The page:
FOMC Opens the Door

Weekly Report - 25/05/2015


After much waiting, the Federal Reserve looks poised to raise interest rates in one of the upcoming FOMC Meetings after the latest meeting minutes showed many members in favor of raising rates. Although the Central Bank did not rule out the possibility of hiking interest rates in June, it is more likely to be pushed back towards September, even after Federal Reserve Chair Janet Yellen confirmed that liftoff would occur in 2015.

Last Week

The FOMC Meeting Minutes were the most widely watched piece of economic news last week aside from the speech by Federal Reserve Chair Janet Yellen. Although there is no clear timeline for rate increases to be realized, there is strong conviction on the part of Fed members that 2015 will be the year of increase. In her remarks, Yellen mentioned that the “soft first quarter... largely [the] result of transitory factors” and “we are not there yet on [the] Fed’s employment goals.” The dollar rebounded moderately after several weeks of decline, helped by the weakness in the Euro. Despite the Euro common currency narrowly averting deflation, manufacturing in core nation Germany continues to decelerate as evidenced by the latest PMI. The UK was not so fortunate when it came to inflation, with annualized CPI slipping into deflationary territory alongside the comparable US measure. Other important data points included the massive -6.10% contraction in Chinese home prices year over year as the HSBC Manufacturing PMI remained in contractionary territory. One bright spot was annualized Japanese GDP which expanded at a 2.40% pace according to preliminary figures versus expectations of 1.10%.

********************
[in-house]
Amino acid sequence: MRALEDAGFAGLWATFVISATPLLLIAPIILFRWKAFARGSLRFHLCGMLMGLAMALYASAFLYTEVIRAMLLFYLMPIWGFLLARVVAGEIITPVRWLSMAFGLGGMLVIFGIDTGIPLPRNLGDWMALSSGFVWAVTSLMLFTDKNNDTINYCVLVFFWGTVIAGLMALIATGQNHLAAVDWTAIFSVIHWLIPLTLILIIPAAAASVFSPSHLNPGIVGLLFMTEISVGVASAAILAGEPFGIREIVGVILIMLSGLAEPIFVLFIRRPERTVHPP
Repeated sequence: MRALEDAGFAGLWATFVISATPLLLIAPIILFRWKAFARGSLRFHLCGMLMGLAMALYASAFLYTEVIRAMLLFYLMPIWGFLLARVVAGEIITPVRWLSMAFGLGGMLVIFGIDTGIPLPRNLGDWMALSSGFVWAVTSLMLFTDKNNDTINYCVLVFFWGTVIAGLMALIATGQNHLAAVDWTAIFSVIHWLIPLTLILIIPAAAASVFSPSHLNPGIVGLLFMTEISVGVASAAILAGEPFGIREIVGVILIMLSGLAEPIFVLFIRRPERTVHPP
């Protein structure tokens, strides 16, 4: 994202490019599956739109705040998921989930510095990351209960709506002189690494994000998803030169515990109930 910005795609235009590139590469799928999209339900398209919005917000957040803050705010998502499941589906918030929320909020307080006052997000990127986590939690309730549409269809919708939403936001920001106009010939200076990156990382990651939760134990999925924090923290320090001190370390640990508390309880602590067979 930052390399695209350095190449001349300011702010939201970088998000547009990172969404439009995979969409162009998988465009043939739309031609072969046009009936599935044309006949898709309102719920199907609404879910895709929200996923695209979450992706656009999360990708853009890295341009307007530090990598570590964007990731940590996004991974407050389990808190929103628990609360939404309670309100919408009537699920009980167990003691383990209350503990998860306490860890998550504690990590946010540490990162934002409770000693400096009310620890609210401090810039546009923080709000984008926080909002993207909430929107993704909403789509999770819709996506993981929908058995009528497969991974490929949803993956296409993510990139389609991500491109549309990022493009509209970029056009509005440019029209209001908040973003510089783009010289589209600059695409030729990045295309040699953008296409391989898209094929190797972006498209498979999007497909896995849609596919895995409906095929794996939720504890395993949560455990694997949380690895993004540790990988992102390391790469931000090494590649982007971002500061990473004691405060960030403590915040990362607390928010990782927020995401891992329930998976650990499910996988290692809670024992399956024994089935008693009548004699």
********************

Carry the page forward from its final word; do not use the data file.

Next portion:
The Week Ahead

Many markets will be closed on Monday for Memorial Day in the United States and a banking holiday across the Atlantic in the United Kingdom. Important upcoming events in the week ahead include GDP readings from the UK and US respectively. The UK is forecast to show an increased pace of expansion, with estimates of 2.50% annualized expansion and 0.40% quarterly growth. The second reading of US first quarter GDP is expected to be revised substantially lower, falling from an initial 0.20% to -0.80% contraction. Other important US centric events in the coming week include durable goods orders which are expected to show that the core figure reversed higher while the regular durable goods fell by -0.40%. Housing data will also be front and center with new homes sales, pending home sales, and the S&P Case Shiller Home Price Index due to be released. Other important upcoming events of interest include a Canadian interest rate decision and quarterly GDP figures. Expectations are for the key rate to remain on hold at 0.75% while GDP could slip on the weakness in energy prices.


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